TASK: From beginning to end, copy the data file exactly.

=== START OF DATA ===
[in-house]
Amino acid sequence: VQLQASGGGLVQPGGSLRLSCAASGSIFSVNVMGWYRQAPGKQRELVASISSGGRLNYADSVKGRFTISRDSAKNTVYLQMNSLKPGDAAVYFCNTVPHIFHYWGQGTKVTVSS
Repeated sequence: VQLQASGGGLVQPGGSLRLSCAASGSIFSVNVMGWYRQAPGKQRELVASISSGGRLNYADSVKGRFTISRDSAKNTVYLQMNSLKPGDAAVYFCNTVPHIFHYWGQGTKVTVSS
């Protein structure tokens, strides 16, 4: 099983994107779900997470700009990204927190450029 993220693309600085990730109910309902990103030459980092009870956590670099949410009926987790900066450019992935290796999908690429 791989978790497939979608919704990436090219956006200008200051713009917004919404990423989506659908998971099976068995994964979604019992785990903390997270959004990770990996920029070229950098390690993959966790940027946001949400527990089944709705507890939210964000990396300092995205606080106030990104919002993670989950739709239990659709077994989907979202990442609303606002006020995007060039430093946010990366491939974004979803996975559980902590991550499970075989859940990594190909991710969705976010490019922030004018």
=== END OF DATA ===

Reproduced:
[in-house]
Amino acid sequence: VQLQASGGGLVQPGGSLRLSCAASGSIFSVNVMGWYRQAPGKQRELVASISSGGRLNYADSVKGRFTISRDSAKNTVYLQMNSLKPGDAAVYFCNTVPHIFHYWGQGTKVTVSS
Repeated sequence: VQLQASGGGLVQPGGSLRLSCAASGSIFSVNVMGWYRQAPGKQRELVASISSGGRLNYADSVKGRFTISRDSAKNTVYLQMNSLKPGDAAVYFCNTVPHIFHYWGQGTKVTVSS
């Protein structure tokens, strides 16, 4: 099983994107779900997470700009990204927190450029 993220693309600085990730109910309902990103030459980092009870956590670099949410009926987790900066450019992935290796999908690429 791989978790497939979608919704990436090219956006200008200051713009917004919404990423989506659908998971099976068995994964979604019992785990903390997270959004990770990996920029070229950098390690993959966790940027946001949400527990089944709705507890939210964000990396300092995205606080106030990104919002993670989950739709239990659709077994989907979202990442609303606002006020995007060039430093946010990366491939974004979803996975559980902590991550499970075989859940990594190909991710969705976010490019922030004018």